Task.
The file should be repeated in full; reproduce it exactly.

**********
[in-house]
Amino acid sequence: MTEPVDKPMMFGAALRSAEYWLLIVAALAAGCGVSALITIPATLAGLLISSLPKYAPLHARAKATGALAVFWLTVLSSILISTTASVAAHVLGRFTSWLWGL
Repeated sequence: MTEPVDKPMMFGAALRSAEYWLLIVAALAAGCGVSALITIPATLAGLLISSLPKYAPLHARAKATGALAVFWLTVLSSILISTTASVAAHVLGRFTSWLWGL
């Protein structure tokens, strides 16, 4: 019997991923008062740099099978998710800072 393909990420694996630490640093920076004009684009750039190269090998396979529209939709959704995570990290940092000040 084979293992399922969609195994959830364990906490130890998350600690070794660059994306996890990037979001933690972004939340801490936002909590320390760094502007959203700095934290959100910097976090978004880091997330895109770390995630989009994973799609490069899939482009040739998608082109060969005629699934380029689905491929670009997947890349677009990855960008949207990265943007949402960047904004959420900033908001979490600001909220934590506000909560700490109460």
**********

[in-house]
Amino acid sequence: MTEPVDKPMMFGAALRSAEYWLLIVAALAAGCGVSALITIPATLAGLLISSLPKYAPLHARAKATGALAVFWLTVLSSILISTTASVAAHVLGRFTSWLWGL
Repeated sequence: MTEPVDKPMMFGAALRSAEYWLLIVAALAAGCGVSALITIPATLAGLLISSLPKYAPLHARAKATGALAVFWLTVLSSILISTTASVAAHVLGRFTSWLWGL
């Protein structure tokens, strides 16, 4: 019997991923008062740099099978998710800072 393909990420694996630490640093920076004009684009750039190269090998396979529209939709959704995570990290940092000040 084979293992399922969609195994959830364990906490130890998350600690070794660059994306996890990037979001933690972004939340801490936002909590320390760094502007959203700095934290959100910097976090978004880091997330895109770390995630989009994973799609490069899939482009040739998608082109060969005629699934380029689905491929670009997947890349677009990855960008949207990265943007949402960047904004959420900033908001979490600001909220934590506000909560700490109460």